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Networking Futures: The Movements against Corporate Globalization (Experimental Futures) Paperback


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Product Details

  • Series: Experimental Futures
  • Paperback: 400 pages
  • Publisher: Duke University Press Books (July 9, 2008)
  • Language: English
  • ISBN-10: 0822342693
  • ISBN-13: 978-0822342694
  • Product Dimensions: 9.2 x 6.2 x 1 inches
  • Shipping Weight: 1.2 pounds (View shipping rates and policies)
  • Average Customer Review: 4.5 out of 5 stars  See all reviews (2 customer reviews)
  • Amazon Best Sellers Rank: #949,856 in Books (See Top 100 in Books)

Editorial Reviews

Review

Networking Futures [is] an exciting and important book, and a contribution to sociology. . . . Juris provides us with an understanding of how activists are at the forefront of this global transformation, through their creative use of internet and other technologies, and through their comprehensively democratic and reflexive exploration of new social forms.” - Judith Blau, Contemporary Sociology


“The view Juris offers is more in-depth than has been generally reported even by sympathetic journalists. . . . Networking Futures stands as a pioneering document of what may yet prove to be a new new world order.” - Vince Carducci, Popmatters


“As well as being an insightful and inspiring resource for activists, Networking Futures: The Movements Against Corporate Globalisation, is a absorbing history of the ever-evolving contemporary resistance to corporate globalisation. I found it a refreshing antidote to the constant barrage of neo-conservative blather emanating from the mouths of free market evangelists on the pages and the airwaves of the mainstream media—especially read in the context of collapsing global markets!” - Megan Yarrow, M/C Reviews


Networking Futures is one of the very first detailed ethnographic accounts of the alternative globalisation movement. The book manages to weave together some of the key historical moments of its ineluctable rise into a single compelling narrative from the intimate perspective of someone who was there. . . . Juris’s many accounts of the vitality, creativity and innovativeness of the alternative globalisation movement will inspire activists and academics alike for many years to come.” - Marco Cuevas-Hewitt, Anthropological Forum


Networking Futures is a terrific, deeply informed ethnographic account of the origins and activities of the anti–corporate globalization movement. Jeffrey S. Juris’s identity is as much that of an activist who happens to be doing first-rate anthropology as vice versa, and there is much for anthropologists to reflect on in the way that this work is set up and narrated through these dual identities.”—George E. Marcus, co-author of Designs for an Anthropology of the Contemporary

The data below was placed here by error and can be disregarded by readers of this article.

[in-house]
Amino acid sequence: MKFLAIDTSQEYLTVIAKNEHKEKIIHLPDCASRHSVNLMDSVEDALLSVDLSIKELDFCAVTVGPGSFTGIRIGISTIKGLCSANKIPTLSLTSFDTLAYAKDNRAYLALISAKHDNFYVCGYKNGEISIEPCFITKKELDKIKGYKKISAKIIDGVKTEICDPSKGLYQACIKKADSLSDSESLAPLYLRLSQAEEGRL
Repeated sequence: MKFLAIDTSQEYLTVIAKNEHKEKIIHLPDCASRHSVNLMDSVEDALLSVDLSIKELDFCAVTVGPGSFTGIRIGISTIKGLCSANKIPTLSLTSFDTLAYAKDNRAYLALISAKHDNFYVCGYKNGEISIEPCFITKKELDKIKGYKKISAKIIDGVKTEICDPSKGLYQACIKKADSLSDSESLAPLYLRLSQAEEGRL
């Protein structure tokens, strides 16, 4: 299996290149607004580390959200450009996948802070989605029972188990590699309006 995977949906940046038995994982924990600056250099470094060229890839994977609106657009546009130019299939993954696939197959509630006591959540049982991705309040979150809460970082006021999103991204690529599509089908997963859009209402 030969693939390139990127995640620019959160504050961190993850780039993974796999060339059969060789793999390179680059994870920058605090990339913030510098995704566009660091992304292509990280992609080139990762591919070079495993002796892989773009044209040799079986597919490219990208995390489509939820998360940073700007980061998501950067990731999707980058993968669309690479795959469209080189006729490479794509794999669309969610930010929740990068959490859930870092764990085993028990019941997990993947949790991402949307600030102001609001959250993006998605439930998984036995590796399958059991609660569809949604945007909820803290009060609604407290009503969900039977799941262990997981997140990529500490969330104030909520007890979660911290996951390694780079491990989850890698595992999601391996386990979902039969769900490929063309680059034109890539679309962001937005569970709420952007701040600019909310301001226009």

Networking Futures is one of the very first books to map in detail the multiple networks that are challenging corporate globalization. Taking as a point of departure an exemplary case—the Catalan anti–globalization movements of the past decade—Jeffrey S. Juris moves on to chronicle the collective struggles to construct not only an alternative vision of possible worlds but the means to bring them about. Networking Futures is a compelling portrait of the spirit of innovation that lies behind an array of progressive mobilizations, from anarchist movements and street protests to the World Social Forum. Based on a well-developed notion of collaborative ethnography, it is also a wonderful example of engaged scholarship: a much-needed alternative to academic work as usual.”—Arturo Escobar, author of Territories of Difference: Place, Movements, Life, Redes


“Jeffrey S. Juris gives us an illuminating model for how to study networks from below using the tools of ethnography. And in the process he reveals the extraordinary power (as well as the challenges) of network organizing for social movements today.”—Michael Hardt, co-author of Empire and Multitude

From the Publisher

"Networking Futures is one of the very first books to map in detail the multiple networks that are challenging corporate globalization. Taking as a point of departure an exemplary case--the Catalan anti-globalization movements of the past decade--Jeffrey S. Juris moves on to chronicle the collective struggles to construct not only an alternative vision of possible worlds but the means to bring them about. Networking Futures is a compelling portrait of the spirit of innovation that lies behind an array of progressive mobilizations, from anarchist movements and street protests to the World Social Forum. Based on a well-developed notion of collaborative ethnography, it is also a wonderful example of engaged scholarship: a much-needed alternative to academic work as usual."--Arturo Escobar, author of Territories of Difference: Place, Movements, Life, Redes